Federal Reserve Cuts Rates To Functional Zero
The Federal Reserve, saying “the coronavirus outbreak has harmed communities and disrupted economic activity in many countries, including the United States,” cut interest rates to near-zero on Sunday and launched a massive $700 billion quantitative easing program to shelter the economy from the effects of the virus.
Facing highly disrupted financial markets, the Fed also slashed the rate of emergency lending at the discount window for banks by 125 bps to 0.25%, and lengthened the term of loans to 90 days.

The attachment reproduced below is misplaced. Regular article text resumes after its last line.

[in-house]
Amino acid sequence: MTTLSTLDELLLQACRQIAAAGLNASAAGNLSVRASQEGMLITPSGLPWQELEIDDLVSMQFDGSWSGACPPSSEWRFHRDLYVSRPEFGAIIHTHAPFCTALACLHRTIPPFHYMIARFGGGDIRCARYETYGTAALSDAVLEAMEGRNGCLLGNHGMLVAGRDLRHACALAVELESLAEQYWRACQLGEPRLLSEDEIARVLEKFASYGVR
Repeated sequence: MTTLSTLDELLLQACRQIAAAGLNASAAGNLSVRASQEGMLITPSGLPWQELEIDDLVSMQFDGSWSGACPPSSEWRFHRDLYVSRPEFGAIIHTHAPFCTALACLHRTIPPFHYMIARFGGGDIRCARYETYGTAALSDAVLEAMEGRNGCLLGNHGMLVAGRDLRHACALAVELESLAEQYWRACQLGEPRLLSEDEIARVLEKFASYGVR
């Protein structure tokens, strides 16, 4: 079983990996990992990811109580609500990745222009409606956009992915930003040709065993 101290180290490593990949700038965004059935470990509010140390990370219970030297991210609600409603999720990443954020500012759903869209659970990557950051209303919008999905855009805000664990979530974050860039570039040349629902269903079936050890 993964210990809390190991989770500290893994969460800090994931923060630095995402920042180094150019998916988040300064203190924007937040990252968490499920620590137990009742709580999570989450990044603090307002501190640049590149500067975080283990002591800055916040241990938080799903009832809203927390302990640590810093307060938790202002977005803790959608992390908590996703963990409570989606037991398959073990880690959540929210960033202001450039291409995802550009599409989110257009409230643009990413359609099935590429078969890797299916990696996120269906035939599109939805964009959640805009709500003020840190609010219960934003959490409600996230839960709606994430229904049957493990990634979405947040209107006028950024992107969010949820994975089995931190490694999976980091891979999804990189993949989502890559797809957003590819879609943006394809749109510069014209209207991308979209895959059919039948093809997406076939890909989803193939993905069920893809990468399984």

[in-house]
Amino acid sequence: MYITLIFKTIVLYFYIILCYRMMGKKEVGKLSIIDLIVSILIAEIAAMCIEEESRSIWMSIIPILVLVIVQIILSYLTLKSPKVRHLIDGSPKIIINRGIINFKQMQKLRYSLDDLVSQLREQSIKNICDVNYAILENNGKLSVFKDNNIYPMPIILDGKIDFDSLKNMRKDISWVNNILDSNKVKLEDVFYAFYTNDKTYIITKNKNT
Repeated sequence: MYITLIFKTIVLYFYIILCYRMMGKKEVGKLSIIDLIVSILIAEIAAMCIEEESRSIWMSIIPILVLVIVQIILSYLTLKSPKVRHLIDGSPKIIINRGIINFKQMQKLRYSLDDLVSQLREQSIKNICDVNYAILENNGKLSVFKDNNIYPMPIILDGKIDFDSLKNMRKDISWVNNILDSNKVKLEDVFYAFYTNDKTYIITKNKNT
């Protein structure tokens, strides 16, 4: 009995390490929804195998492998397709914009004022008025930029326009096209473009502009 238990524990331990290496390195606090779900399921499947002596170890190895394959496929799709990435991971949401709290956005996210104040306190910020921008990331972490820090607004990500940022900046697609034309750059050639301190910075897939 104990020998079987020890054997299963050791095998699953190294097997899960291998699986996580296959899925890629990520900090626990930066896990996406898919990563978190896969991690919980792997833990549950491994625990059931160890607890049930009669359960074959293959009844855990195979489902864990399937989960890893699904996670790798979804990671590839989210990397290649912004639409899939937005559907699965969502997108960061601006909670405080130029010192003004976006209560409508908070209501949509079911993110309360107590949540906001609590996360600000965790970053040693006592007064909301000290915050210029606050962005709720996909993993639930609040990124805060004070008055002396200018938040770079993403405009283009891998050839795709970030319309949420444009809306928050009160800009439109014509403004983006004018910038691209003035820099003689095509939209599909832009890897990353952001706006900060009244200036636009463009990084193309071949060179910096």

The new fed funds rate, used as a benchmark both for short-term lending for financial institutions and as a peg to many consume rates, will now be targeted at 0%-0.25%.
The Fed also cut reserve requirement ratios for thousands of banks to zero. In addition, in a global coordinated move by centrals banks, the Fed said the Bank of Canada, the Bank of England, the Bank of Japan, the European Central Bank, the Federal Reserve, and the Swiss National Bank took action to enhance dollar liquidity around the world through existing dollar swap arrangements.